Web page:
A Chinese bishop who is vice-president of the officially approved Chinese Patriotic Association has said that no one in China wants a Church separated from the Pope.
Interviewed in September by Vatican Insider, run by the Italian newspaper 'La Stampa', Bishop Joseph Shen Bin of Haimen said, “we are like branches attached to the vine and we need the pastoral guidance of the Pontiff”. He added: “None of us has ever thought about separating or distinguishing ourselves from the universal Church, or to walk on different paths from the one on which the universal Church is walking”.
Speaking during a visit to Germany, the bishop reported that many things have changed in the Chinese context. “Twenty years ago, we could not publicly pray for the Pope; we could not speak about the communion with the Pope in any text, in any situation … But now it’s all changed; we now pray for Pope Francis in every Mass”. He conveyed that the Pope’s words, such as homilies at the weekly papal audiences, are shared daily on social media.
Bishop Shen, 47, whose episcopal ordination took place in 2000, was ordained in full communion with the Holy See and is also recognised by the government. He is also a member of the Council of Chinese Bishops, which is not recognised by the Holy See. He said he considers the potential reconciliation between “official” or Patriotic Chinese Catholic communities and so-called “clandestine” or underground communities the most important fruit that can be expected from the ongoing dialogue between the Chinese Government and the Holy See. He described the “underground” Catholics as “brothers in the one Church; there are problems and wounds, but there is no break in the fraternity”.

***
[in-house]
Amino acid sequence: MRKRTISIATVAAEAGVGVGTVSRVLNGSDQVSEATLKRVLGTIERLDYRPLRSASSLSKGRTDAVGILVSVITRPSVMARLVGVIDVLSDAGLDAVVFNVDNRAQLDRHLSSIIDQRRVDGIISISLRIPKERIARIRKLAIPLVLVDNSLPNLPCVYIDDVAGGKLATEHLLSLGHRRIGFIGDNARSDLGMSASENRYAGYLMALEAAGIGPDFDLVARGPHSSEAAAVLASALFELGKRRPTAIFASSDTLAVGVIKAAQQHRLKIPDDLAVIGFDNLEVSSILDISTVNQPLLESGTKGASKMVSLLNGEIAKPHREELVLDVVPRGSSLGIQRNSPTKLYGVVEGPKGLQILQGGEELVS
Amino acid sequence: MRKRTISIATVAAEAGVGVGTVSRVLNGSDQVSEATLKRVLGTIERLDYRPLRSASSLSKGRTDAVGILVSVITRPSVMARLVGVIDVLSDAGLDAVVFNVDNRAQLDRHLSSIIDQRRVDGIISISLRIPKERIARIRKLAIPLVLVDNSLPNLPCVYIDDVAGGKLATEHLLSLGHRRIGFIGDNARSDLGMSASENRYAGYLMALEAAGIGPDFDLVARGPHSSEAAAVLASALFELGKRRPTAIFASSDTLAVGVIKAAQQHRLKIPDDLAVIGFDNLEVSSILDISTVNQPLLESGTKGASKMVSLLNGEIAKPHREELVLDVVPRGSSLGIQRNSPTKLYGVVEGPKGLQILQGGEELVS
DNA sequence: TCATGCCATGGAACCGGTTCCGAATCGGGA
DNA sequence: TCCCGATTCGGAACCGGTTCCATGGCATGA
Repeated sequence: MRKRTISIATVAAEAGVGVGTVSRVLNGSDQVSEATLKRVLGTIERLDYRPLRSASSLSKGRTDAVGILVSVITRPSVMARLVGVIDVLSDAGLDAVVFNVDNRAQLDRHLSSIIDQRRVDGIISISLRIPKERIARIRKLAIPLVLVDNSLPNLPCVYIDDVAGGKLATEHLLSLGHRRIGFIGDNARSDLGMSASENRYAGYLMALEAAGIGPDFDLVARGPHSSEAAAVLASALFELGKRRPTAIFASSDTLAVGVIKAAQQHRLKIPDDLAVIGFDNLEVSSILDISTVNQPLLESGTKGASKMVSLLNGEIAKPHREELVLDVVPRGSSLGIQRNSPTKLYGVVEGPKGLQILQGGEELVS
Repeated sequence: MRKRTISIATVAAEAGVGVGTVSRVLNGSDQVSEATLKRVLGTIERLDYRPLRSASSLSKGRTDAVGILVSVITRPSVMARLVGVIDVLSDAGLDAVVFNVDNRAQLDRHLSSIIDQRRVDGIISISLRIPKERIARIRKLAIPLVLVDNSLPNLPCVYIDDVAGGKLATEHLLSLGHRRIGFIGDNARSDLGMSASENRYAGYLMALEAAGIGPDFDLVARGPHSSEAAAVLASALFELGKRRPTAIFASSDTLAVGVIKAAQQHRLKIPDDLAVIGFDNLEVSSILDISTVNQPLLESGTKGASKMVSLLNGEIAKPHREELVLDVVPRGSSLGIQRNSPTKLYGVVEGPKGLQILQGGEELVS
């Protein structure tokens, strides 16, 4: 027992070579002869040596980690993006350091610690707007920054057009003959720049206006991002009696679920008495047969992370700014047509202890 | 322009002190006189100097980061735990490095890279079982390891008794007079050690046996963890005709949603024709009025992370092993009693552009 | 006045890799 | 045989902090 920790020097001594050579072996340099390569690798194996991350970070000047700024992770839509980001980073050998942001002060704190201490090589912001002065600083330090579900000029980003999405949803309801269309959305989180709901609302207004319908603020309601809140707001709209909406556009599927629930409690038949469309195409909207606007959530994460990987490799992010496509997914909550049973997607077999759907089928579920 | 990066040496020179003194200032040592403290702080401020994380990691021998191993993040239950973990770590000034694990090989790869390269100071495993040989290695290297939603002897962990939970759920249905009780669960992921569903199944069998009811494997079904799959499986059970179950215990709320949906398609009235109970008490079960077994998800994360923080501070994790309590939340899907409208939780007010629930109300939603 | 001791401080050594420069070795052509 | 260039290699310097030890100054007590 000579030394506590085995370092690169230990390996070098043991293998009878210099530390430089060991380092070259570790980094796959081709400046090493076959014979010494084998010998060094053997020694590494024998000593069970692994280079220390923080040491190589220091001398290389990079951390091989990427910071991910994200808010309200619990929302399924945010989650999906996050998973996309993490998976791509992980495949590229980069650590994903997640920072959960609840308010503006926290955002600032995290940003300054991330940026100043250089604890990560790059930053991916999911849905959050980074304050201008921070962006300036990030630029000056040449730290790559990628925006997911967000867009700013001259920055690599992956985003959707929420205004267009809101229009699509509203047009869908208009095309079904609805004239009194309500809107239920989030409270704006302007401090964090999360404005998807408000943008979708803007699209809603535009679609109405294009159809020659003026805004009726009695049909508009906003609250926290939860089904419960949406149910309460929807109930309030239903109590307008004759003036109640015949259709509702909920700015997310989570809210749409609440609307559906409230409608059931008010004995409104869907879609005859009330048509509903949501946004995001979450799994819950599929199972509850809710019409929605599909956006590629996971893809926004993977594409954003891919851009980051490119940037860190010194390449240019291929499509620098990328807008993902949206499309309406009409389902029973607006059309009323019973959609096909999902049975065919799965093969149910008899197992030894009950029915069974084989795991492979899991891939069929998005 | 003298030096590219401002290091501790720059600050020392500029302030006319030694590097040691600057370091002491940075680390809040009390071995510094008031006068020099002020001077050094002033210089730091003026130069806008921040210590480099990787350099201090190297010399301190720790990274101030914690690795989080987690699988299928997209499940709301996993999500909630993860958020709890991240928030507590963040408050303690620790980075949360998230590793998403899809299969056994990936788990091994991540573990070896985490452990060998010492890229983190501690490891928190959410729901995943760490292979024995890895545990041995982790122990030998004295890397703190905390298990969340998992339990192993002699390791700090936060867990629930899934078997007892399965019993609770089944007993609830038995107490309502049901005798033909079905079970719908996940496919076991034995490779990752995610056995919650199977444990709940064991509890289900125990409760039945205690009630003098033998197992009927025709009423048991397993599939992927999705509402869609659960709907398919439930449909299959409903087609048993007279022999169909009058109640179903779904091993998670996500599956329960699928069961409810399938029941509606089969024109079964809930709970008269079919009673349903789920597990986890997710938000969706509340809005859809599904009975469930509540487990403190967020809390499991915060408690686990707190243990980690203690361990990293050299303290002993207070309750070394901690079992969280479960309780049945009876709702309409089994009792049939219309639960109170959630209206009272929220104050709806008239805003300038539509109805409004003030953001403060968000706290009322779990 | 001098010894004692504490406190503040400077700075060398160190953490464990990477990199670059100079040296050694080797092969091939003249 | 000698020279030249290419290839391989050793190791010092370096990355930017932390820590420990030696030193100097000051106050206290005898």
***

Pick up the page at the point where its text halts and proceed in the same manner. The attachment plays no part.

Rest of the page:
Bishop Shen recalled Jesus’ invitation to be “as smart as snakes and as simple as doves”, referring to the tensions that Chinese bishops are obliged to negotiate. “I believe that now, in China, dialogue and reconciliation are the most important things,” he said, expressing the hope that “the Vatican remembers that there is a great country in the East, it is like a ‘great sheep’ of the flock, which cannot be neglected or abandoned”.